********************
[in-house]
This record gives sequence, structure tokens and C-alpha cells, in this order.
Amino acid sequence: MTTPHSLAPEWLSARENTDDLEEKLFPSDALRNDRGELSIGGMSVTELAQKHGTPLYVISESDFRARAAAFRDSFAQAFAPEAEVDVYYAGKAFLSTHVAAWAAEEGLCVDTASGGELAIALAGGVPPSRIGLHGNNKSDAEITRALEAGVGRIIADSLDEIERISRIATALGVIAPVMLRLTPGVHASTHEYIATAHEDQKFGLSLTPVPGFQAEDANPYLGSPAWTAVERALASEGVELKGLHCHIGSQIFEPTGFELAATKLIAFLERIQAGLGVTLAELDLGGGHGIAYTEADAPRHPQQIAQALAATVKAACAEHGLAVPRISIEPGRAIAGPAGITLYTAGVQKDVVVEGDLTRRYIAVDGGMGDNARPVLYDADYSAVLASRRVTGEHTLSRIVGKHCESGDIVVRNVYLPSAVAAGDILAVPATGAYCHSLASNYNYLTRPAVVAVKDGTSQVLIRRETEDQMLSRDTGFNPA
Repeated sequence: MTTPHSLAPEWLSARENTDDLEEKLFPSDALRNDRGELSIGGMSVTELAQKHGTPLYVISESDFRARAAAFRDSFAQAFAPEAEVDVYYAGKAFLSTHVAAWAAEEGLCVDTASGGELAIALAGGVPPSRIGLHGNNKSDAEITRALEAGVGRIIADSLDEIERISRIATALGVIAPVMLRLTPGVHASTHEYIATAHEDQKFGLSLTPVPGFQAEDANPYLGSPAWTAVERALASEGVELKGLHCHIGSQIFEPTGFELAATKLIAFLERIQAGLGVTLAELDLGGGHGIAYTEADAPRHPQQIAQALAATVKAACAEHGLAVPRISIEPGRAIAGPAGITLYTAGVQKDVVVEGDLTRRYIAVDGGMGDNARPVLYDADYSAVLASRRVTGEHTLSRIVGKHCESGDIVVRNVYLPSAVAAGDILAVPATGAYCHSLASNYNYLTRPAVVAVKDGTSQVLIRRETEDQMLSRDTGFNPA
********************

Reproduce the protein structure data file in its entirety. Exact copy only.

[in-house]
This record gives sequence, structure tokens and C-alpha cells, in this order.
Amino acid sequence: MTTPHSLAPEWLSARENTDDLEEKLFPSDALRNDRGELSIGGMSVTELAQKHGTPLYVISESDFRARAAAFRDSFAQAFAPEAEVDVYYAGKAFLSTHVAAWAAEEGLCVDTASGGELAIALAGGVPPSRIGLHGNNKSDAEITRALEAGVGRIIADSLDEIERISRIATALGVIAPVMLRLTPGVHASTHEYIATAHEDQKFGLSLTPVPGFQAEDANPYLGSPAWTAVERALASEGVELKGLHCHIGSQIFEPTGFELAATKLIAFLERIQAGLGVTLAELDLGGGHGIAYTEADAPRHPQQIAQALAATVKAACAEHGLAVPRISIEPGRAIAGPAGITLYTAGVQKDVVVEGDLTRRYIAVDGGMGDNARPVLYDADYSAVLASRRVTGEHTLSRIVGKHCESGDIVVRNVYLPSAVAAGDILAVPATGAYCHSLASNYNYLTRPAVVAVKDGTSQVLIRRETEDQMLSRDTGFNPA
Repeated sequence: MTTPHSLAPEWLSARENTDDLEEKLFPSDALRNDRGELSIGGMSVTELAQKHGTPLYVISESDFRARAAAFRDSFAQAFAPEAEVDVYYAGKAFLSTHVAAWAAEEGLCVDTASGGELAIALAGGVPPSRIGLHGNNKSDAEITRALEAGVGRIIADSLDEIERISRIATALGVIAPVMLRLTPGVHASTHEYIATAHEDQKFGLSLTPVPGFQAEDANPYLGSPAWTAVERALASEGVELKGLHCHIGSQIFEPTGFELAATKLIAFLERIQAGLGVTLAELDLGGGHGIAYTEADAPRHPQQIAQALAATVKAACAEHGLAVPRISIEPGRAIAGPAGITLYTAGVQKDVVVEGDLTRRYIAVDGGMGDNARPVLYDADYSAVLASRRVTGEHTLSRIVGKHCESGDIVVRNVYLPSAVAAGDILAVPATGAYCHSLASNYNYLTRPAVVAVKDGTSQVLIRRETEDQMLSRDTGFNPA